Thursday, July 7, 2022

In Uvalde, the Latinx Community is Bonded Over Shared Grief

Last week, Uvalde, a predominantly Hispanic city in Texas, felt a profound sense of mourning after a shooting at their local Elementary School. The cover of the local newspaper, Uvalde Leader-News, highlighted the shooting at Robb Elementary that killed 19 children and two teachers. The cover was completely blacked out, with the only written words being the date on which the shooting occurred without mentioning the victims’ names.

May 24th, 2022 will forever mark the lives of the 16,000 residents of Uvalde, where everybody knows one another, and many are extended family. Uvalde is known to be home to ranchers and farmers and has a legacy that remains recognizable in a region that hosts rodeos. The city’s Hispanic and Mexican American heritage dates to the 1800’s and like many of the Southwest region, Uvalde’s Hispanic and Mexican history is entwined with the city. Prior to this tragedy, Uvalde had taken pride in being the “honey capital of the world.”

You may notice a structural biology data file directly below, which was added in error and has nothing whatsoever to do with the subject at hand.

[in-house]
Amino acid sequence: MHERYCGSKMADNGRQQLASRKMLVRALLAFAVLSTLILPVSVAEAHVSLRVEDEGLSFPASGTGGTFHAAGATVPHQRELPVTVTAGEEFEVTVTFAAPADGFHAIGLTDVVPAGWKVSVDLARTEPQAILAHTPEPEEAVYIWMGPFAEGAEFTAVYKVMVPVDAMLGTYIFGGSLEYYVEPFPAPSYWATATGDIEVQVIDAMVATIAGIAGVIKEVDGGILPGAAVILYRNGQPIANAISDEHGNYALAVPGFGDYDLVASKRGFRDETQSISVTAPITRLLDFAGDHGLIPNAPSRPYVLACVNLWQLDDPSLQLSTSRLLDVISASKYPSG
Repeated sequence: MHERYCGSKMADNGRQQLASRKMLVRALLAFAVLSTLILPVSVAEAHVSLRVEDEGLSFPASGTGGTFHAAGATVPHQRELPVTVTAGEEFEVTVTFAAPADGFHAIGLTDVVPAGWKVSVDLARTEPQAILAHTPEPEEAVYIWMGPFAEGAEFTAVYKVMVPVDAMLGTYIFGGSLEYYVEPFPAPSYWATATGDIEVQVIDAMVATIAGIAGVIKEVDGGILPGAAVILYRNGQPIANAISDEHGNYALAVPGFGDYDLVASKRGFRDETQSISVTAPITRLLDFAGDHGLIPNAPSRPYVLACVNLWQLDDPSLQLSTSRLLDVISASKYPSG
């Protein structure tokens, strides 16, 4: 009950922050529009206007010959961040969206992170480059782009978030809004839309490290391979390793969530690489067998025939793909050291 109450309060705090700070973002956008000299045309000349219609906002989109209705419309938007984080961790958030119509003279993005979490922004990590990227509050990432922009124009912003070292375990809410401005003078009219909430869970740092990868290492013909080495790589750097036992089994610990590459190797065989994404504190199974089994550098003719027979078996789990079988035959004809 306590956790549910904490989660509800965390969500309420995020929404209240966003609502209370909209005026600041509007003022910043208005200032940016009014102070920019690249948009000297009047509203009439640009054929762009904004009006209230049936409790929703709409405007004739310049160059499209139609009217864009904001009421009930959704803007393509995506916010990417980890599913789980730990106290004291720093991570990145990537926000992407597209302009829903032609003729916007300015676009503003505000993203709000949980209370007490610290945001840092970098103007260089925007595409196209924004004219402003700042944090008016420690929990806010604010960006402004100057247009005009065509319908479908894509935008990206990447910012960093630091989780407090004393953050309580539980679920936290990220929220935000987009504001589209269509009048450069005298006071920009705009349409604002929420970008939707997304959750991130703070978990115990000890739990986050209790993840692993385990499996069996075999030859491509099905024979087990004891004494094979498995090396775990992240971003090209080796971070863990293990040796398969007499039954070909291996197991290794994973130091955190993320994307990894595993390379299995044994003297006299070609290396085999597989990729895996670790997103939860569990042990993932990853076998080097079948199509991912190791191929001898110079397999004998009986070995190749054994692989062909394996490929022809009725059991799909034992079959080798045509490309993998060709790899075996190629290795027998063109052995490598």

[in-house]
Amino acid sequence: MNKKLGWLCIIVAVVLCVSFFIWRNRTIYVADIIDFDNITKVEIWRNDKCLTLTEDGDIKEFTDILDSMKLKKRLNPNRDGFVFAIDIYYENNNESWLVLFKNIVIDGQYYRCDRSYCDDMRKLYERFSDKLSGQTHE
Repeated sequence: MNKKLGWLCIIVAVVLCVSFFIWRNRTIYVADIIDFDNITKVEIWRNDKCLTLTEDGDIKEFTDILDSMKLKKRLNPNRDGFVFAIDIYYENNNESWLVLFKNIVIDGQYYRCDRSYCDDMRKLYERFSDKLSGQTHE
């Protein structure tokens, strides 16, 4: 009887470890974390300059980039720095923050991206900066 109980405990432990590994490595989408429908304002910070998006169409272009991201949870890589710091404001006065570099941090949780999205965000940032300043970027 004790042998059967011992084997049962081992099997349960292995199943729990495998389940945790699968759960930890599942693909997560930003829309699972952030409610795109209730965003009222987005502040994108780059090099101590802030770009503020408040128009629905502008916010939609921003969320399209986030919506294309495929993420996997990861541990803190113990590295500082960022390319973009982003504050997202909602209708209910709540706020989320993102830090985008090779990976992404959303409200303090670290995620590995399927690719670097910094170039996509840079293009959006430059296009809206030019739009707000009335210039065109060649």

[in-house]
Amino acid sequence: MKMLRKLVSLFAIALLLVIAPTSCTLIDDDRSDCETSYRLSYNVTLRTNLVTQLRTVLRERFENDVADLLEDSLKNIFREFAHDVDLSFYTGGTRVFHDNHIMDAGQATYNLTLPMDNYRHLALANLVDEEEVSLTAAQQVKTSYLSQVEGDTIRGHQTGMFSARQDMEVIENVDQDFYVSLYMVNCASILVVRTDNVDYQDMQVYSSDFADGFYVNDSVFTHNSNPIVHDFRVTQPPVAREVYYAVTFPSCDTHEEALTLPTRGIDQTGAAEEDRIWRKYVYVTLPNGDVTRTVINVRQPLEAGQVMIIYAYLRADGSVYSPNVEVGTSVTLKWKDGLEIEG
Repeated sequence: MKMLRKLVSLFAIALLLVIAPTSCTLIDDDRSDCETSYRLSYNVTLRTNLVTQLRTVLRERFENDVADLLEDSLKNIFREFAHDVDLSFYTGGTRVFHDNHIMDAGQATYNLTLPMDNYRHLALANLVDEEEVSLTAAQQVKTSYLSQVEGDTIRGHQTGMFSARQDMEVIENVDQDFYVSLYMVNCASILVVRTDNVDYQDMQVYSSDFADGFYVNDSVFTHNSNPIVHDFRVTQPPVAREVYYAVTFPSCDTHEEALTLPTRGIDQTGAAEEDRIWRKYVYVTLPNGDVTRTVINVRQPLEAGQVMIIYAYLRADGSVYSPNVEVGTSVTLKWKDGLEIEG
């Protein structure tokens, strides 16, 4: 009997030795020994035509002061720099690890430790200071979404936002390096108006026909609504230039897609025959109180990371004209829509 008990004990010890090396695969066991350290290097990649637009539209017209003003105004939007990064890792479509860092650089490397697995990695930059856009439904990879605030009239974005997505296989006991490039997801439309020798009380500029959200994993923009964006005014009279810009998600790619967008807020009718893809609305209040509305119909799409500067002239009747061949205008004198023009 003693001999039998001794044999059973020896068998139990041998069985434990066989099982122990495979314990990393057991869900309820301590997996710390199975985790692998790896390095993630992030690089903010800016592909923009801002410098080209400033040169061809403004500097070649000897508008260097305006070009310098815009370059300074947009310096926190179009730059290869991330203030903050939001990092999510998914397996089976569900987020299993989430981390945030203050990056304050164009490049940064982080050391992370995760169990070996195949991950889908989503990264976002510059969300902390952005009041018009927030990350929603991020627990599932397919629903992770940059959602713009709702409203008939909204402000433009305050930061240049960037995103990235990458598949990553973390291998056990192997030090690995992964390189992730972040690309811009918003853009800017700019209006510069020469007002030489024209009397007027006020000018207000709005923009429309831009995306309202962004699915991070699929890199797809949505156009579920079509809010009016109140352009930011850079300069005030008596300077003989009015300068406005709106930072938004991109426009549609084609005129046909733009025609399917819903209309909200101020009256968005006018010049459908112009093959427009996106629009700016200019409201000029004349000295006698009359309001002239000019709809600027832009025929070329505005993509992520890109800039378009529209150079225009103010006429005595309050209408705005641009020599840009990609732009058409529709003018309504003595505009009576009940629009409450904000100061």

That sense of pride and community has been given away to shared grief. “I hope that we could support each other in this very tough time and see what we can do to rise up as a community, and be there for each other, because these families need it,” expressed Ybarra, a father of three children who attended Robb Elementary School.

NBC News